After reading the first chapter of Ivan Illich’s Deschooling Society, I felt something like a cheerleader rooting for the home team. With no significant exceptions, I agreed with his characterizations about problematic schools created by and perpetuated within by a problematic society (thinking about the U.S. specifically). I concurred with his analysis and the presentation of his arguments regarding the economic wastes associated with schooling; the cycle of dependency that schools create within the society; the misplaced trust and reliance on credentials or certifications; the instilled presumption that children (and adults) must learn within the context of a school or else “learning” doesn’t take place; the inevitable and inarguable social divisions that schools exacerbate; and, perhaps most indicting, the fact that despite ever-increasing resources and expenditures, the gap continues to widen between the actual performance of schools compared to the expectations of the communities which support them.
However, after standing to cheer Illich for his “victory” in articulating the problems, I found myself dealing with a similar dissolution as I felt with Freire. Once again, I interpreted a major disconnect between the insightful diagnosis of a dire, perhaps intractable, institutional failing, and the resulting grand pronouncements of an ideologically-consistent but pragmatically- unworkable “non-starter” of a prescription. When I read Illich’s admission on page 73 that the “educational institutions I will propose, however, are meant to serve a society which does not now exist,” my inclination was to throw the book to the floor — so why even bother? At what point do these intellectually-gifted but reality-challenged revolutionary theorists acknowledge that they do not have the luxury of starting clean, without the dirty constraints of a real world peopled by real people who continue to act everyday in accordance with an established set of ideals, attitudes, presumptions, beliefs, expectations, and uncompromising demands?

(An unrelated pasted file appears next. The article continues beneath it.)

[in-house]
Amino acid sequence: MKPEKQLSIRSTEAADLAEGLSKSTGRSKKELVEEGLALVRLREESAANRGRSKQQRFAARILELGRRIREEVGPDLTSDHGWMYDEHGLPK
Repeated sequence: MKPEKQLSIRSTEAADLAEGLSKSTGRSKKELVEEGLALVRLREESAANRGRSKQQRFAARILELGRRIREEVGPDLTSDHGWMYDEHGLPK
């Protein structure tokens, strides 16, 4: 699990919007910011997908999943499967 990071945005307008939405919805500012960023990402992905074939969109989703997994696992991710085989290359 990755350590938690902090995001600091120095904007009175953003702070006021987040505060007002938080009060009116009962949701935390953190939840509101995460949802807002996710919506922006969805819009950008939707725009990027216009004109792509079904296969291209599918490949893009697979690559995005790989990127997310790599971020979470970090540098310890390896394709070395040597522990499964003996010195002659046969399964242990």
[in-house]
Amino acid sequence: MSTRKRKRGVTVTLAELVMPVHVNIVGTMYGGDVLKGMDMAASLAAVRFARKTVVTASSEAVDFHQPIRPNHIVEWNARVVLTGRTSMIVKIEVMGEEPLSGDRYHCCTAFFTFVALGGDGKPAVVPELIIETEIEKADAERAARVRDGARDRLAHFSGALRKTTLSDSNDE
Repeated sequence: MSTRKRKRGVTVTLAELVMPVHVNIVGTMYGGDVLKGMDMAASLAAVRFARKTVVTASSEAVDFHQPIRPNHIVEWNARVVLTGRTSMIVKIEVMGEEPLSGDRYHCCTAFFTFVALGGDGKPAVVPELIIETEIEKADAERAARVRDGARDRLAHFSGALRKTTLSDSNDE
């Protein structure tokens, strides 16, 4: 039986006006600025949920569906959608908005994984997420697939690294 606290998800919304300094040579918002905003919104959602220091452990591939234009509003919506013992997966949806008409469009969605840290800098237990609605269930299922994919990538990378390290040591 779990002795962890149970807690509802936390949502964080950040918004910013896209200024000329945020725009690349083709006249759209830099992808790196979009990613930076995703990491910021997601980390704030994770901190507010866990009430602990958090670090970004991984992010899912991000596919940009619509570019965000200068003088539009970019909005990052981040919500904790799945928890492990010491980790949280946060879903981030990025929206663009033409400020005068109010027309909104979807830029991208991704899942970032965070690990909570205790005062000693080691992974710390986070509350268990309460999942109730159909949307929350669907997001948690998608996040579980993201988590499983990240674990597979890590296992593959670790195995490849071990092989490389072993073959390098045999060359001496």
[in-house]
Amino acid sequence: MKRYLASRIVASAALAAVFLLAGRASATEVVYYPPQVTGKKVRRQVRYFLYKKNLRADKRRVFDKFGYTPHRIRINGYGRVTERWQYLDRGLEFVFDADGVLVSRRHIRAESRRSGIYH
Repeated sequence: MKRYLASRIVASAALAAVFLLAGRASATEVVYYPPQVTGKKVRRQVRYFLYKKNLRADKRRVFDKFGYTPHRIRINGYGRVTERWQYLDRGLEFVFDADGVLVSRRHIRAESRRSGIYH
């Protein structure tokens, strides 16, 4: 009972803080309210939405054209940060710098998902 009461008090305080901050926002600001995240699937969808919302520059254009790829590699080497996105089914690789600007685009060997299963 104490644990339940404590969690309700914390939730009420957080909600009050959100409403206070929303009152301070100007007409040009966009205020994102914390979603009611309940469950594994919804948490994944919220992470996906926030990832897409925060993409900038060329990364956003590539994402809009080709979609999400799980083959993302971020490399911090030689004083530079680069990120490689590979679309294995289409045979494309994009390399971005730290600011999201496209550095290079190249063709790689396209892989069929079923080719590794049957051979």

Thankfully, and appreciatively, that point was exhibited yesterday in Bill Moyers’ interview with Myles Horton regarding his Highlander School. Rather than theorize about an idyllic prescription to manifest “the revolution,” Horton chose to take the approach that engineers might call a “prototype” or “proof of principle.” On a small scale, he implemented big ideas. He demonstrated in action the first necessary change required for “the revolution” — that people can learn to think differently from what they have been taught; indeed, they can learn to think for themselves, as themselves.